Amuq Valley Archaeological Park Project & Tayinat Research Centre

In conjunction with the ongoing Atchana and Tayinat Archaeological Projects, and as part of a broader collaborative effort with the Cultural Ministry of Turkey, the principals of the two research projects have been engaged in an effort to develop the region’s remarkable cultural heritage. This international collaborative initiative also seeks to highlight the positive role such cultural projects can play in building strong, vibrant relations between communities. The Amuq Valley Archaeological Park Project aims to establish an open air Archaeological Park encompassing the twin settlements of Tell Atchana and Tell Tayinat that highlights their historic role as a strategic crossroads and showcases the region’s rich and diverse cultural legacy, while also preserving and protecting a cultural heritage of international importance.

The project seeks to establish an open air archaeological park, equipped with facilities for a research centre, a museum and a visitor’s centre, and designed to showcase the region’s rich and diverse cultural legacy, while also preserving and protecting a cultural heritage of international importance and significance. Existing vernacular architecture on the premises of the two sites will be restored and converted into a museum and research facility. These facilities will include permanent storage space equipped with shelving and cabinets for the artifact and research collections recovered during more than 70 years of archaeological exploration at the two sites. The creation of a permanent repository for these collections will not only secure and protect them, as required by Turkish law, but will elevate the importance of the park facility as a destination for researchers wishing to study the culture and history of the region. The facilities will also include laboratory and processing rooms for artifact analysis and study.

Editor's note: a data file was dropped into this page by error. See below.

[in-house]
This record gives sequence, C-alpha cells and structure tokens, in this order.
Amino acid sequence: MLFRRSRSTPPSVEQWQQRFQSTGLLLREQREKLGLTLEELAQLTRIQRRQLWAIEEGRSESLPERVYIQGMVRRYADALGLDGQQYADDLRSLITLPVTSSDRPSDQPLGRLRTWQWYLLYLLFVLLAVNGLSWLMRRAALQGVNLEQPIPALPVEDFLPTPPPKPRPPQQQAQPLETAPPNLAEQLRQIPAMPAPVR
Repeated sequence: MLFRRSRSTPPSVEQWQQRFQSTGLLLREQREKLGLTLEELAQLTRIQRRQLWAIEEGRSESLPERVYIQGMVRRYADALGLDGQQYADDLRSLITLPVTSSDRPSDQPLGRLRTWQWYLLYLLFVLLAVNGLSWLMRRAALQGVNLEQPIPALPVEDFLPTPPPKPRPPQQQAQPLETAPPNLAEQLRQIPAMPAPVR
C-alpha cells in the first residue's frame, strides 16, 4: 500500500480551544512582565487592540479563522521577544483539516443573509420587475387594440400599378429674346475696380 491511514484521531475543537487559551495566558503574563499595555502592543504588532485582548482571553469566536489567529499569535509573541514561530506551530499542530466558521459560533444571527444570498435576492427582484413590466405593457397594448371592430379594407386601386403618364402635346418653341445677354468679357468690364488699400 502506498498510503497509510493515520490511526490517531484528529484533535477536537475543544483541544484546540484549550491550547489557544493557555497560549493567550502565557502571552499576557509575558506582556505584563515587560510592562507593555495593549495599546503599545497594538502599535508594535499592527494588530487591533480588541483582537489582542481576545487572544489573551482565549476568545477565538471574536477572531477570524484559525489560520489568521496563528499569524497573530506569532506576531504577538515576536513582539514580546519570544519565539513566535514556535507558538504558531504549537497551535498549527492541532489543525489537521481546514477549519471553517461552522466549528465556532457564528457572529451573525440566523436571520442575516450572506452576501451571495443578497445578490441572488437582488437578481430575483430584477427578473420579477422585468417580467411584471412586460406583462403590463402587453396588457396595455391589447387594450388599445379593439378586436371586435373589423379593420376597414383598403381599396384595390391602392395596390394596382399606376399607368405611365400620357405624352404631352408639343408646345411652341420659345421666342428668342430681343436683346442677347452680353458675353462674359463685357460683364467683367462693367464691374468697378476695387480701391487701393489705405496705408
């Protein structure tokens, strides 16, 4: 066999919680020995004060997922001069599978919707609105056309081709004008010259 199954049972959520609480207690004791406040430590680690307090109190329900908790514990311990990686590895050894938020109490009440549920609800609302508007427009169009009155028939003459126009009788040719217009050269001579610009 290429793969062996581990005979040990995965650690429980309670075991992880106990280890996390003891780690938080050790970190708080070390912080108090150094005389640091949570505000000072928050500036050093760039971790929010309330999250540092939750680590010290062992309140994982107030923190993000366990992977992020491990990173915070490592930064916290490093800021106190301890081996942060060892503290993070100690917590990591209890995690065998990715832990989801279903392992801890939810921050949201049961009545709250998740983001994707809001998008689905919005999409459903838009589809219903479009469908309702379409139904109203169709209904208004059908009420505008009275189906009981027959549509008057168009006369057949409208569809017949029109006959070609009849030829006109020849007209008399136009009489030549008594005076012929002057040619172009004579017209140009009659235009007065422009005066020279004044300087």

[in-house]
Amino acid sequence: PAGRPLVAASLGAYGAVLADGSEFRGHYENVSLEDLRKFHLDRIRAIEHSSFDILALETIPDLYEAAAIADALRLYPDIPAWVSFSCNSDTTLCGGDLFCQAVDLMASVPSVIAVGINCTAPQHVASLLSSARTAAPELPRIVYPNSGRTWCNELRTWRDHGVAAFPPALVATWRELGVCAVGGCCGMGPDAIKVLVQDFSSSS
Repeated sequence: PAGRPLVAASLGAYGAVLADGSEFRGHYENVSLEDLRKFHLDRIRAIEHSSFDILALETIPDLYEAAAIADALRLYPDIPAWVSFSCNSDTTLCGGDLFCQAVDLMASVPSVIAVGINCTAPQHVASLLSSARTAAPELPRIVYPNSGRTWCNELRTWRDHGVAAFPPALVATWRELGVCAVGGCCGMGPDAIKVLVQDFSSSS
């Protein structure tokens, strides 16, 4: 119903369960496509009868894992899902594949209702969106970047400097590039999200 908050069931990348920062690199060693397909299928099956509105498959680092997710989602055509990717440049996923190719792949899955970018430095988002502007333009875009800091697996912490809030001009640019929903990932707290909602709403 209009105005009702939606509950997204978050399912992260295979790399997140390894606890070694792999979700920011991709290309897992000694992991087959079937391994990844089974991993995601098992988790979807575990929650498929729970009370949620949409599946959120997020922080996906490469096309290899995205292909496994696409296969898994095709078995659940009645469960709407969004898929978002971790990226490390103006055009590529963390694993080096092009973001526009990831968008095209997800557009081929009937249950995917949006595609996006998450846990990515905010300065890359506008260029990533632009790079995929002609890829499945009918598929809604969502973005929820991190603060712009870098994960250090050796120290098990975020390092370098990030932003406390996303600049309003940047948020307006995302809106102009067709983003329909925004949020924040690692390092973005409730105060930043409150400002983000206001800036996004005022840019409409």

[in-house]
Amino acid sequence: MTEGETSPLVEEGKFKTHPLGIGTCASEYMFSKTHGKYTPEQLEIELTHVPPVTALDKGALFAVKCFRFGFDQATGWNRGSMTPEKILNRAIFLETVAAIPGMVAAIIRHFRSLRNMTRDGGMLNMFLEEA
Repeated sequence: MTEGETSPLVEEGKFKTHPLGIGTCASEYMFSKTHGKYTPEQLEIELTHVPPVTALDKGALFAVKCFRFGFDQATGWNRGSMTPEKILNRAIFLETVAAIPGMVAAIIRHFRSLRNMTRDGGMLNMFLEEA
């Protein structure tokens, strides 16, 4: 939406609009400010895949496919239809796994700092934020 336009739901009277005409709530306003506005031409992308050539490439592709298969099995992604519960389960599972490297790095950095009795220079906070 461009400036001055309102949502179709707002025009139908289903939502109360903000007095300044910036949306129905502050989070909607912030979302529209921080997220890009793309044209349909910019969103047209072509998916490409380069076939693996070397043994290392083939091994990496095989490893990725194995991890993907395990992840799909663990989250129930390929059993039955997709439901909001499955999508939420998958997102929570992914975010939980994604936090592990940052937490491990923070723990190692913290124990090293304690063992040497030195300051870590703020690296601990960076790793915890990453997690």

The excavation areas will be linked together by means of a boardwalk designed to have minimal impact on the site. The walkways will be supported by platform footings, or gravel beds, and equipped with information panels  that provides historical context for visitors. Tensile shelters, sensitively designed to blend with the landscape, will be constructed over the principal excavation areas, to provide protection from the elements. Particular attention will be given to ensure adequate runoff and drainage.



As a primary step, we funding by the Kaplan Fund, we have initiated an architectural conservation program at the site, and the construction of visitor pathways and information displays for visitors. In 2012, in consultation with a mudbrick specialists, Molly Lambert, we began devising a method to conserve the architectural remains excavated in previous seasons. A method called “soft capping” was employed, based on the results of analyses conducted as part of the 2012 assessment. This method does not involve reconstruction of a building’s architecture, but rather the creation of a reversible mudbrick “shell” around the excavated remains, which are then covered with geotextile, and in-filled with earth, and topped with more mudbrick. The soft capping approach preserves the shape of the original structure for visitors to see, while also protecting the existing architectural remains by essentially backfilling them, with a layer of geotextile separating—and thus preserving—the archaeological remains from the encompassing earth and mudbrick shell. The 2014 season saw completion of this procedure for Temple XVI, and in 2015 our efforts shifted to the larger and more complex Building (Temple) II which was completed in 2016.

Overhead and isometric plan of Temple XVI detailing mudbrick capping plan.

The construction of mudbricks  using sifted backdirt from excavations.

Creation of outer mudbrick skin around archaeological remains before covering with geotextile, back-filling.

View of Temple XVI as the final shell of mudbrick is constructed.

View of mudbrick shell being constructed around the remains of Temple II which overlooks the steep balks of Field 1, and the installation of metal posts in concrete buckets to be buried in the back fill and upper covering for temporary roof support over wall, while protecting the north balks of excavations Squares 55 and 56 from the elements.

Final sealing of mudbrick shell with fine mud-plaster, and white wash. The interior of the structure is covered with geotextile and filled with a fine limestone gravel emulating the original white plaster floor.

Final view of Temple XVI when soft-capping project is complete, protecting the original architectural remains  in a fully reversible mudbrick skin, that provides visitors with a better visual understanding of the  excavated architecture.

Fencing, visitor walkways, and visitor information panels established at the entrance of the archaeological site.